Socket Chatroom server – Creating chat application with sockets in Python

We’ve made it through the basics of working with sockets, and now we’re ready to try to actually build something with them, so, in this sockets with Python tutorial, we’re going to build a console-based chat app.

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  1. Nabeegh Ahmed on

    I remember your old days bro, that small room and making GTA V AI videos, you have come a long way and it was phenomenal to be a part of this

  2. joshua donatante on

    What are these quads you got hung on a wall? Have you already talked about it? I can see some of them may be acrobatic ones! Will you share you point of view on UAVs?

  3. Aditya Singh on

    Ayyyye!! You’re back!! I owe you one bro… Your machine learning videos have made a huge boost in my resume!! Thought to inform you that you are making a huge difference!! Love from India !!

  4. Koens on

    I love you and your videos sentdex!!! Thanks for all of the incredible content, you’re the reason I started Python! <3

  5. Coded Pain on

    I LOVE YOU! I am literally trying to figure out how to make a chatroom server, which only receives messages from clients and delivers them to other clients connected, for a whole week now

  6. Muhammad Usman on

    i m promoting your channel in udemy, when ever they say buy this series from us,its good its super cheap i paste your website links down in the comments 😀

  7. bloodgain on

    Good start to this tutorial; I’m looking forward to seeing the next part.

    Minor quibble with your receive_message function: since your “good” return value is a dict, it’s really better if you return an empty dict on failure, or at least None, rather than False. Multivariate return types are problematic because they are less predictable to users and require extra — and usually non-Pythonic — handling code everywhere the function is called. Pandas does this, and it drives me nuts, but there’s no other package that approaches what it does. None gets a pass because it’s a non-value, and “may return None” is considered a standard function contract by the Python community — which, of course, you’d say explicitly in your docstring.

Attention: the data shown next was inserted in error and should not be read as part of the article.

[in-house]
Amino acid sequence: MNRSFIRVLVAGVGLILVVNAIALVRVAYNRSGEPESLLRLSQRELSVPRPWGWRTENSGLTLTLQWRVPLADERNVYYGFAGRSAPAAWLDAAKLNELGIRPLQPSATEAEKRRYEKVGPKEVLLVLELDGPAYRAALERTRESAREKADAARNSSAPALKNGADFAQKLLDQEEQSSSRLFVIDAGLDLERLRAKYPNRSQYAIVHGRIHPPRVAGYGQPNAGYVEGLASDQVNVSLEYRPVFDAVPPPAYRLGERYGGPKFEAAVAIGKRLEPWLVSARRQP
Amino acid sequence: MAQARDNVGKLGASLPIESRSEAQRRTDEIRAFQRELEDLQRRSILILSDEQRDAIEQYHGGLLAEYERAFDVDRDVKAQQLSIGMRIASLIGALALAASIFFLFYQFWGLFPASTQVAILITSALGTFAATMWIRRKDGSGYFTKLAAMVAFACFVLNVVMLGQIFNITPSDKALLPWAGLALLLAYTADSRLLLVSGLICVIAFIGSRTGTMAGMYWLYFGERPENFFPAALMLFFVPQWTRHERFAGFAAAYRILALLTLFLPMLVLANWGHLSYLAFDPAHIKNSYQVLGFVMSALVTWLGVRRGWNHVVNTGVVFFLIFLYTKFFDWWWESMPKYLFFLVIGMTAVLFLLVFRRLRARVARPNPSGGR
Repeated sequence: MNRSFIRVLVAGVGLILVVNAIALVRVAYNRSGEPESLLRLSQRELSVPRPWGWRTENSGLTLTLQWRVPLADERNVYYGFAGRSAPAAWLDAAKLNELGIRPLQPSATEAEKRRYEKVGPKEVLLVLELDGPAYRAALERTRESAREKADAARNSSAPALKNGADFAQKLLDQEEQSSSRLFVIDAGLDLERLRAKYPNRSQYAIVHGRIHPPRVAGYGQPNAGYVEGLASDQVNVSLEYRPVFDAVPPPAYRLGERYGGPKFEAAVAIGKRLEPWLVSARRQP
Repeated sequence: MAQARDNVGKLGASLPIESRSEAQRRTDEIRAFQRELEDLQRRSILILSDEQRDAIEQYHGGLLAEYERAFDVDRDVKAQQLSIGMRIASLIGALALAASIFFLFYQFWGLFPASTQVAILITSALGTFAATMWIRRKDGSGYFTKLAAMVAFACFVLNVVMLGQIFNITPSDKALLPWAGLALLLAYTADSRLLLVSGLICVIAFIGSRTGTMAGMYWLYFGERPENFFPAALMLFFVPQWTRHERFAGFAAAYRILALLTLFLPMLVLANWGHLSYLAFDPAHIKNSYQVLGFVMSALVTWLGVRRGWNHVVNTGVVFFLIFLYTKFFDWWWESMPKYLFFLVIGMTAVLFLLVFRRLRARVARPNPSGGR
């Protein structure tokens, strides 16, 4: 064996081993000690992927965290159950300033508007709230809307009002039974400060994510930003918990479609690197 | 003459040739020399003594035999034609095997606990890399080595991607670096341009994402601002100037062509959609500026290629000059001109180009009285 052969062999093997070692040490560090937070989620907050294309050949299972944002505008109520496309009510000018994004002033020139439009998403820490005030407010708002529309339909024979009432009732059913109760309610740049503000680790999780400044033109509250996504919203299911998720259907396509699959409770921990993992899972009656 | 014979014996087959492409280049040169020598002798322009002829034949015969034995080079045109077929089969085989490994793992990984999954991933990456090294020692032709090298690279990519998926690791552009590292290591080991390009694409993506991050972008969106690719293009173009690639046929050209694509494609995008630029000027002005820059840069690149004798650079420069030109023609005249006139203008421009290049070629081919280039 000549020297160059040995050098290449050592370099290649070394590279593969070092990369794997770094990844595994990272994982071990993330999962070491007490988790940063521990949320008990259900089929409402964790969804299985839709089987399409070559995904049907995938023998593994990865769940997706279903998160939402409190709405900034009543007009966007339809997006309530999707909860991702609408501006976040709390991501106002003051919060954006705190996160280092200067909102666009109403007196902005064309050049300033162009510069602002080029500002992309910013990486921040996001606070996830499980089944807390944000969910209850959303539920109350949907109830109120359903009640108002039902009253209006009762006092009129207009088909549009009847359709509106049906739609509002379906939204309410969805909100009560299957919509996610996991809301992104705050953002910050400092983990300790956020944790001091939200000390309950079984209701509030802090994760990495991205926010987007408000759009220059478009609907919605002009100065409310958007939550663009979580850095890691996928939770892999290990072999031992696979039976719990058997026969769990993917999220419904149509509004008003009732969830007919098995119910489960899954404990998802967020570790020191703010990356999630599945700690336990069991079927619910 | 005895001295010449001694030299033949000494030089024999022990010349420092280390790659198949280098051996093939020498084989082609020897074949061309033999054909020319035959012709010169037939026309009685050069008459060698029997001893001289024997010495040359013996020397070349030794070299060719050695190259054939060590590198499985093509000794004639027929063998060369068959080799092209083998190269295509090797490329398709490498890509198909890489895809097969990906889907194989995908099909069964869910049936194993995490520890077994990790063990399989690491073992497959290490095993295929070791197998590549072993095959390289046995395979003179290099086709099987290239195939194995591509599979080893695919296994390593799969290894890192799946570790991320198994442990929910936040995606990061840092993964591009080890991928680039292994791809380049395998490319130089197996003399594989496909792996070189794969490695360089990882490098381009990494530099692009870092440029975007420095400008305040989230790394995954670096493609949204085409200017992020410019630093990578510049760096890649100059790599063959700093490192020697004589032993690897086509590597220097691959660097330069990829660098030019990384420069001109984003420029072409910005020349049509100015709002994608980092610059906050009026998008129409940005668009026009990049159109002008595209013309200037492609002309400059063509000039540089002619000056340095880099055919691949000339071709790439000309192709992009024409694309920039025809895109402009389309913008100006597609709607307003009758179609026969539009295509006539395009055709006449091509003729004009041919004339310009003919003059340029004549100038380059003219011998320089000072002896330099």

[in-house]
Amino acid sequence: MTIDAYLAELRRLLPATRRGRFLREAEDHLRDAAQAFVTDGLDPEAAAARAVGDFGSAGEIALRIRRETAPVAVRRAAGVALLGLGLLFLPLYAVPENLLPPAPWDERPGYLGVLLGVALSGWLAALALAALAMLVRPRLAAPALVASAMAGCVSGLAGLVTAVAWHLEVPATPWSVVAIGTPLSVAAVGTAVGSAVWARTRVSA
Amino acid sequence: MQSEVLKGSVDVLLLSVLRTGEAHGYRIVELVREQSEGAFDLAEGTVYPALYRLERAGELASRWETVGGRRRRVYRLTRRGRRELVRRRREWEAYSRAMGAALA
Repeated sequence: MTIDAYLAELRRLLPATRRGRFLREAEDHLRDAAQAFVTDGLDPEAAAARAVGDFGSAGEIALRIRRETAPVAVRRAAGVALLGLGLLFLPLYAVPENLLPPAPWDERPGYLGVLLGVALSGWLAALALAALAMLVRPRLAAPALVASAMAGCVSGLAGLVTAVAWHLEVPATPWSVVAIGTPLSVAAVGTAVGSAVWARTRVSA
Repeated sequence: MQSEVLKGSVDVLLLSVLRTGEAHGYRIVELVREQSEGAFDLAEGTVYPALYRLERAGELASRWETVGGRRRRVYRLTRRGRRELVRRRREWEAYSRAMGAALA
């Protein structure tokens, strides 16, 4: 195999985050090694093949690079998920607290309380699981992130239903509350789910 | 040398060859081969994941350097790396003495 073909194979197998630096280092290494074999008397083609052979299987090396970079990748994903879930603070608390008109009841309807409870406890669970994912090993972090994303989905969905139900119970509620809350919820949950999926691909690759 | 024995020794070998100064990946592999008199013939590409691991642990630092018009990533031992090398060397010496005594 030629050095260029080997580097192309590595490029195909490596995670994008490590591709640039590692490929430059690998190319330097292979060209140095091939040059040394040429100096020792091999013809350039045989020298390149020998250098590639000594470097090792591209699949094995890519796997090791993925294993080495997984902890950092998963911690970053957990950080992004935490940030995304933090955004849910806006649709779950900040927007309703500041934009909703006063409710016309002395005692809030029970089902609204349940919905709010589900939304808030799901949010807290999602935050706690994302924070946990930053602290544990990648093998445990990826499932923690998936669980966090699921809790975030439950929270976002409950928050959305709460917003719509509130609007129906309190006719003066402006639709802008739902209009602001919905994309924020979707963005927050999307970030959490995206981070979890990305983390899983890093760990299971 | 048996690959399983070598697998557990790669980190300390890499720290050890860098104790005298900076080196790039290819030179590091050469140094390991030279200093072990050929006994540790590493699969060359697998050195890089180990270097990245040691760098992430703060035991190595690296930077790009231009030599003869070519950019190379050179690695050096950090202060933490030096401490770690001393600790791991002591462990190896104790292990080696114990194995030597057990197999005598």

Since both None and empty dict are “falsey”, you can still check with “if [not] message:”, though some “ask forgiveness, not permission” diehards will say you should really just _try_ to access message and handle the empty/None case in the except clause. Note that the latter method is _only_ advisable in Python, though, and using exceptions for flow control is frowned upon in most programming languages.

  8. Kune Mohith on

    Hey sentdex, How do you learn/refer docs/sourcecode without an IDE like pycharm/intelliJ. Please tell me a way to refer documentation without internet. How do you do it?

  9. Krzych4ever on

    Can someone tell e if I add my test to that and do few minor changes can I post it into my github(with declaration that good portion is from sentdex)?

  10. Sébastien Lavoie on

    22:09 The code runs!!! 🙂 Superb tutorial! As always, it’s fun to watch. By the way, if I may, I would suggest splitting long lines so that you don’t have to zoom out. As long as parentheses are used, you can pretty much cut the string wherever you want for any kind of statement, like:
    print(f’Very long {text_variable} going ‘
    ‘here and continuing there. ‘
    ‘Actually with proper indentation of course.’)

    Thank you. Your kitchen must be filled with quite a huge collection of mugs, that’s also entertaining :).

  11. Raj Polinovsky on

    Thank you for the video.!
    Very interesting.
    But there are many such examples.
    And how can you make a chat using stur so that you can send messages for NAT?

  12. Randy Diaz on

    Someone is cheating on python! lol false, true is javascript/c++/java/Go. Also note that you can do

    if not message:

    instead of

    if message is False:

  13. Андрей локас on

    oooo wow you are just superb!!
    its my fav tutorials 🙂
    hope you do full course tutorials for python!
    thanks !!


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